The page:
Some interesting stuff on the TV, radio and at the cinema this week for the aspiring ethnomusicologist:
- a Channel 5 programme about folk music in the North East of England featuring Kathryn Tickell, Northumbrian piper and fiddler, and showing some of her work as a teacher in Northumbrian schools. It's great that people like this are doing something to preserve this music and pass it on to future generations. Interesting that you can now do a degree in folk and traditional music at Newcastle University, apparently the first course of its kind in the UK.
- then I put the radio on. "The Organist Entertains" really is a remnant from a bygone age, with a selection of tunes played on huge theatre and cinema organs. Amazing to think there is still such a community of enthusiasts out there and credit to Radio 2 for continuing to put the show on, another example music of the past being preserved.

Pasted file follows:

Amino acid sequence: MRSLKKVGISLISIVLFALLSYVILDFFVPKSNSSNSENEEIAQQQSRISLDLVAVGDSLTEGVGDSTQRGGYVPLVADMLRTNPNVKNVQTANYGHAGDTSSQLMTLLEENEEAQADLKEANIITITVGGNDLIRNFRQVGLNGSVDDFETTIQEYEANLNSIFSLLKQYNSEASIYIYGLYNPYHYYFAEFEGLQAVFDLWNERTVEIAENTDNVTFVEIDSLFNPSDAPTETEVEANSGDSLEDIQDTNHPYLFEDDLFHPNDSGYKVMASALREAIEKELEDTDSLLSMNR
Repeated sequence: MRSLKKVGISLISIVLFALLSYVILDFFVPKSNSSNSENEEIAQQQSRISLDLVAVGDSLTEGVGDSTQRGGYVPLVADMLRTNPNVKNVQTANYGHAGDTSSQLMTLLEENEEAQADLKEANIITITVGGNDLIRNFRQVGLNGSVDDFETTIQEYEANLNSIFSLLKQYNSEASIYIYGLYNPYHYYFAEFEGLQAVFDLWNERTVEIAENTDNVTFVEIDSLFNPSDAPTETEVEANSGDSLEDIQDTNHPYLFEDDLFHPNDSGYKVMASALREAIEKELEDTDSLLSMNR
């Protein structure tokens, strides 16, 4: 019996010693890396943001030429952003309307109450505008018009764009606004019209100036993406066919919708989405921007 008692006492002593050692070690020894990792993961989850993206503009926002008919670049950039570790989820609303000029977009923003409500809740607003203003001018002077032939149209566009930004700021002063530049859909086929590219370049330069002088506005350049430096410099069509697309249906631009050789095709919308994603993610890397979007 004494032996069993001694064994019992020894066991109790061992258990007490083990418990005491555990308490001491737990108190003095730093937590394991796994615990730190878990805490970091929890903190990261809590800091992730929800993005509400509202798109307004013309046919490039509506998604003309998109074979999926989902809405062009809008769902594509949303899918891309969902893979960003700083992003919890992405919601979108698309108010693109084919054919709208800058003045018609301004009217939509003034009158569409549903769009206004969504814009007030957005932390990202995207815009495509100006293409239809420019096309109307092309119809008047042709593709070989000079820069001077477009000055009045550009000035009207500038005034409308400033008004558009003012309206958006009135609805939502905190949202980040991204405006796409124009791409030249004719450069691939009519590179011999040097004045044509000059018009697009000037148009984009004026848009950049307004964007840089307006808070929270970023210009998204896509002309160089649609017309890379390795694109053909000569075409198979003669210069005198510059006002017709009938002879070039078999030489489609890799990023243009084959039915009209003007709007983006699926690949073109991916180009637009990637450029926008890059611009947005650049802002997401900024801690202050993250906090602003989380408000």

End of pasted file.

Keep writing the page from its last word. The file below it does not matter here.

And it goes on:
- then later in the week I saw "Favela Rising" at the cinema. Anderson Sa and his band, Afro-Reggae, have done fantastic work in recent years in the favelas/shanty towns of Rio by getting youngsters involved in music- making and offering them an alternative to a life of crime mixed up with the local drugs trade. Now signed to a record label and touring in Brazil and overseas (recently opening the Barbican's current "Tropicalia" season), the band have ploughed all royalties back into the favelas. It'll be interesting to see if their international success cuts them off from their roots at all as time goes on.
More about the rise of Afro-Reggae.